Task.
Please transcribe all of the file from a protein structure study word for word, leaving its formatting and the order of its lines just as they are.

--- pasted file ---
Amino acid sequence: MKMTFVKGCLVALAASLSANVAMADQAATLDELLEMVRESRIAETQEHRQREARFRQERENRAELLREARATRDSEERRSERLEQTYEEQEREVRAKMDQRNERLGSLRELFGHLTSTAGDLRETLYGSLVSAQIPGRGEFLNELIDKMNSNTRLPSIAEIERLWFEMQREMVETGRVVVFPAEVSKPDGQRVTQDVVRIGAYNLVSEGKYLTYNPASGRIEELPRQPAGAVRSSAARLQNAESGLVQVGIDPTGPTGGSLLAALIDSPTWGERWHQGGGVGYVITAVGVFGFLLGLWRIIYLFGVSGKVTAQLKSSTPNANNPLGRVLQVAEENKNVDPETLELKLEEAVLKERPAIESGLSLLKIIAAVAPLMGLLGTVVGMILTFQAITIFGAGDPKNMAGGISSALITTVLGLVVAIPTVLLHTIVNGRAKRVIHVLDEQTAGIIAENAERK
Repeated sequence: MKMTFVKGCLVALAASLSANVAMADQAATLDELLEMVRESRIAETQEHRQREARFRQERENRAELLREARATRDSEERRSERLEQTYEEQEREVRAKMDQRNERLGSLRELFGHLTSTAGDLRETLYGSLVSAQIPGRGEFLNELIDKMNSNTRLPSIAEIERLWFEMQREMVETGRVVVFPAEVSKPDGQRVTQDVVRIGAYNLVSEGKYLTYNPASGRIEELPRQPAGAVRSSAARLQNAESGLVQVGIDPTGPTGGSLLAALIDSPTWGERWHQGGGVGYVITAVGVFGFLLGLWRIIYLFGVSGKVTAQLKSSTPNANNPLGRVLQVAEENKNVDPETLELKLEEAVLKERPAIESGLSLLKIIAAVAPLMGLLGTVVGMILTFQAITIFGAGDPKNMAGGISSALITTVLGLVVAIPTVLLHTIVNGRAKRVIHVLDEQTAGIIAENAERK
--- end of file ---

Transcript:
Amino acid sequence: MKMTFVKGCLVALAASLSANVAMADQAATLDELLEMVRESRIAETQEHRQREARFRQERENRAELLREARATRDSEERRSERLEQTYEEQEREVRAKMDQRNERLGSLRELFGHLTSTAGDLRETLYGSLVSAQIPGRGEFLNELIDKMNSNTRLPSIAEIERLWFEMQREMVETGRVVVFPAEVSKPDGQRVTQDVVRIGAYNLVSEGKYLTYNPASGRIEELPRQPAGAVRSSAARLQNAESGLVQVGIDPTGPTGGSLLAALIDSPTWGERWHQGGGVGYVITAVGVFGFLLGLWRIIYLFGVSGKVTAQLKSSTPNANNPLGRVLQVAEENKNVDPETLELKLEEAVLKERPAIESGLSLLKIIAAVAPLMGLLGTVVGMILTFQAITIFGAGDPKNMAGGISSALITTVLGLVVAIPTVLLHTIVNGRAKRVIHVLDEQTAGIIAENAERK
Repeated sequence: MKMTFVKGCLVALAASLSANVAMADQAATLDELLEMVRESRIAETQEHRQREARFRQERENRAELLREARATRDSEERRSERLEQTYEEQEREVRAKMDQRNERLGSLRELFGHLTSTAGDLRETLYGSLVSAQIPGRGEFLNELIDKMNSNTRLPSIAEIERLWFEMQREMVETGRVVVFPAEVSKPDGQRVTQDVVRIGAYNLVSEGKYLTYNPASGRIEELPRQPAGAVRSSAARLQNAESGLVQVGIDPTGPTGGSLLAALIDSPTWGERWHQGGGVGYVITAVGVFGFLLGLWRIIYLFGVSGKVTAQLKSSTPNANNPLGRVLQVAEENKNVDPETLELKLEEAVLKERPAIESGLSLLKIIAAVAPLMGLLGTVVGMILTFQAITIFGAGDPKNMAGGISSALITTVLGLVVAIPTVLLHTIVNGRAKRVIHVLDEQTAGIIAENAERK